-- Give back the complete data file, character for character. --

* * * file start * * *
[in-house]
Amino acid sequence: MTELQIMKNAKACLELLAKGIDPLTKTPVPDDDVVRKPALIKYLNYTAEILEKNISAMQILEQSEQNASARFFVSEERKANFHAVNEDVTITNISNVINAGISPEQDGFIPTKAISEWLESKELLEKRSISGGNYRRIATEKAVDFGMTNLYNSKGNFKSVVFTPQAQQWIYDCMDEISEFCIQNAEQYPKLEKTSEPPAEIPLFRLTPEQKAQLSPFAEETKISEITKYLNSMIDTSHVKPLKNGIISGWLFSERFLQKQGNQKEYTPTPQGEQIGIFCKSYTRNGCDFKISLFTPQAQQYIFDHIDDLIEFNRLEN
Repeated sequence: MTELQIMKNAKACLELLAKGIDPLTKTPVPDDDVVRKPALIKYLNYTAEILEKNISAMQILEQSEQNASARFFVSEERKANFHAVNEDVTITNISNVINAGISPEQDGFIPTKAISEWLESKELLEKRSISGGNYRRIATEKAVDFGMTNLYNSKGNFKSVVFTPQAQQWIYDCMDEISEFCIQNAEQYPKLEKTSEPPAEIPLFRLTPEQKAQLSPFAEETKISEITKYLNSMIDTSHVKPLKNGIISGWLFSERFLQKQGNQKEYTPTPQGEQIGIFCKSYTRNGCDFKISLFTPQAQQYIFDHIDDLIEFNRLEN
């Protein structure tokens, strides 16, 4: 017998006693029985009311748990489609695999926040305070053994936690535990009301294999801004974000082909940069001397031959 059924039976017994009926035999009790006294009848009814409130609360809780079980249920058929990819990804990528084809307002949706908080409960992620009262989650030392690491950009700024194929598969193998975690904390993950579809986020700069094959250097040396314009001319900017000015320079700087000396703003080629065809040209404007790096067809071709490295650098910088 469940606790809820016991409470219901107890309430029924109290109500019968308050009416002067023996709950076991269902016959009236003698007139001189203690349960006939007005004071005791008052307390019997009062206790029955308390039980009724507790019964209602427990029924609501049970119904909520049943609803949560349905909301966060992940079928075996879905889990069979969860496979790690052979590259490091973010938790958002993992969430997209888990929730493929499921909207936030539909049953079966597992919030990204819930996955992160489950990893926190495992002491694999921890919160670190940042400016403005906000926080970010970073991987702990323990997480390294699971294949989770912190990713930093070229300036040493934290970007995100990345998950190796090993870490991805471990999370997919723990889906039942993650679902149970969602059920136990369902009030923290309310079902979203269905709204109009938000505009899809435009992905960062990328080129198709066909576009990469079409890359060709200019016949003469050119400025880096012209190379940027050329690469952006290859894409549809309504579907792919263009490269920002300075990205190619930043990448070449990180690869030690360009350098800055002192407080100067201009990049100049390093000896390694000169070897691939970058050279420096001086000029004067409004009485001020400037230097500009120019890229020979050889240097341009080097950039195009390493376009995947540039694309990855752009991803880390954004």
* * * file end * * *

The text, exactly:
[in-house]
Amino acid sequence: MTELQIMKNAKACLELLAKGIDPLTKTPVPDDDVVRKPALIKYLNYTAEILEKNISAMQILEQSEQNASARFFVSEERKANFHAVNEDVTITNISNVINAGISPEQDGFIPTKAISEWLESKELLEKRSISGGNYRRIATEKAVDFGMTNLYNSKGNFKSVVFTPQAQQWIYDCMDEISEFCIQNAEQYPKLEKTSEPPAEIPLFRLTPEQKAQLSPFAEETKISEITKYLNSMIDTSHVKPLKNGIISGWLFSERFLQKQGNQKEYTPTPQGEQIGIFCKSYTRNGCDFKISLFTPQAQQYIFDHIDDLIEFNRLEN
Repeated sequence: MTELQIMKNAKACLELLAKGIDPLTKTPVPDDDVVRKPALIKYLNYTAEILEKNISAMQILEQSEQNASARFFVSEERKANFHAVNEDVTITNISNVINAGISPEQDGFIPTKAISEWLESKELLEKRSISGGNYRRIATEKAVDFGMTNLYNSKGNFKSVVFTPQAQQWIYDCMDEISEFCIQNAEQYPKLEKTSEPPAEIPLFRLTPEQKAQLSPFAEETKISEITKYLNSMIDTSHVKPLKNGIISGWLFSERFLQKQGNQKEYTPTPQGEQIGIFCKSYTRNGCDFKISLFTPQAQQYIFDHIDDLIEFNRLEN
């Protein structure tokens, strides 16, 4: 017998006693029985009311748990489609695999926040305070053994936690535990009301294999801004974000082909940069001397031959 059924039976017994009926035999009790006294009848009814409130609360809780079980249920058929990819990804990528084809307002949706908080409960992620009262989650030392690491950009700024194929598969193998975690904390993950579809986020700069094959250097040396314009001319900017000015320079700087000396703003080629065809040209404007790096067809071709490295650098910088 469940606790809820016991409470219901107890309430029924109290109500019968308050009416002067023996709950076991269902016959009236003698007139001189203690349960006939007005004071005791008052307390019997009062206790029955308390039980009724507790019964209602427990029924609501049970119904909520049943609803949560349905909301966060992940079928075996879905889990069979969860496979790690052979590259490091973010938790958002993992969430997209888990929730493929499921909207936030539909049953079966597992919030990204819930996955992160489950990893926190495992002491694999921890919160670190940042400016403005906000926080970010970073991987702990323990997480390294699971294949989770912190990713930093070229300036040493934290970007995100990345998950190796090993870490991805471990999370997919723990889906039942993650679902149970969602059920136990369902009030923290309310079902979203269905709204109009938000505009899809435009992905960062990328080129198709066909576009990469079409890359060709200019016949003469050119400025880096012209190379940027050329690469952006290859894409549809309504579907792919263009490269920002300075990205190619930043990448070449990180690869030690360009350098800055002192407080100067201009990049100049390093000896390694000169070897691939970058050279420096001086000029004067409004009485001020400037230097500009120019890229020979050889240097341009080097950039195009390493376009995947540039694309990855752009991803880390954004």